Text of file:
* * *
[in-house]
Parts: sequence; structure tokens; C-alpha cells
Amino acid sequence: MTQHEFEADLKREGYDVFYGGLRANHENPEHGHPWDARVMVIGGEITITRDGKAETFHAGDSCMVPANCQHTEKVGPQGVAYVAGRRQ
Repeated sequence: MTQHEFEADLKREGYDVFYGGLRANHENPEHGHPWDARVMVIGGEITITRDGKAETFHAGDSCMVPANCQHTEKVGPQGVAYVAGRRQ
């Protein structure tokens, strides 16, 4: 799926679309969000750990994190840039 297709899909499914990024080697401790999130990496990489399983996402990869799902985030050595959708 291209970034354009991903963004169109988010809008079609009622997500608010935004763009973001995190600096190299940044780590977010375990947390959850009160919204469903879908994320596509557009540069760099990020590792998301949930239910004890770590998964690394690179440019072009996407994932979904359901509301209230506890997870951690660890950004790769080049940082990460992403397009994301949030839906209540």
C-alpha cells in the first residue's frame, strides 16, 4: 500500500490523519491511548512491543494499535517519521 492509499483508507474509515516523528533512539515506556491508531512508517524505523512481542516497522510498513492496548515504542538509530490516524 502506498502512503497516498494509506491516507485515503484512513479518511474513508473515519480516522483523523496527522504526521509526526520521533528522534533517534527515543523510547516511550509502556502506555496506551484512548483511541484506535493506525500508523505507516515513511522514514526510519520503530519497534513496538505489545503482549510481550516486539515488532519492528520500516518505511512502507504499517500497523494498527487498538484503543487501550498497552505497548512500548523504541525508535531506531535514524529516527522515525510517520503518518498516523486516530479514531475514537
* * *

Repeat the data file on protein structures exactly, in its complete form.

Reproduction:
[in-house]
Parts: sequence; structure tokens; C-alpha cells
Amino acid sequence: MTQHEFEADLKREGYDVFYGGLRANHENPEHGHPWDARVMVIGGEITITRDGKAETFHAGDSCMVPANCQHTEKVGPQGVAYVAGRRQ
Repeated sequence: MTQHEFEADLKREGYDVFYGGLRANHENPEHGHPWDARVMVIGGEITITRDGKAETFHAGDSCMVPANCQHTEKVGPQGVAYVAGRRQ
């Protein structure tokens, strides 16, 4: 799926679309969000750990994190840039 297709899909499914990024080697401790999130990496990489399983996402990869799902985030050595959708 291209970034354009991903963004169109988010809008079609009622997500608010935004763009973001995190600096190299940044780590977010375990947390959850009160919204469903879908994320596509557009540069760099990020590792998301949930239910004890770590998964690394690179440019072009996407994932979904359901509301209230506890997870951690660890950004790769080049940082990460992403397009994301949030839906209540």
C-alpha cells in the first residue's frame, strides 16, 4: 500500500490523519491511548512491543494499535517519521 492509499483508507474509515516523528533512539515506556491508531512508517524505523512481542516497522510498513492496548515504542538509530490516524 502506498502512503497516498494509506491516507485515503484512513479518511474513508473515519480516522483523523496527522504526521509526526520521533528522534533517534527515543523510547516511550509502556502506555496506551484512548483511541484506535493506525500508523505507516515513511522514514526510519520503530519497534513496538505489545503482549510481550516486539515488532519492528520500516518505511512502507504499517500497523494498527487498538484503543487501550498497552505497548512500548523504541525508535531506531535514524529516527522515525510517520503518518498516523486516530479514531475514537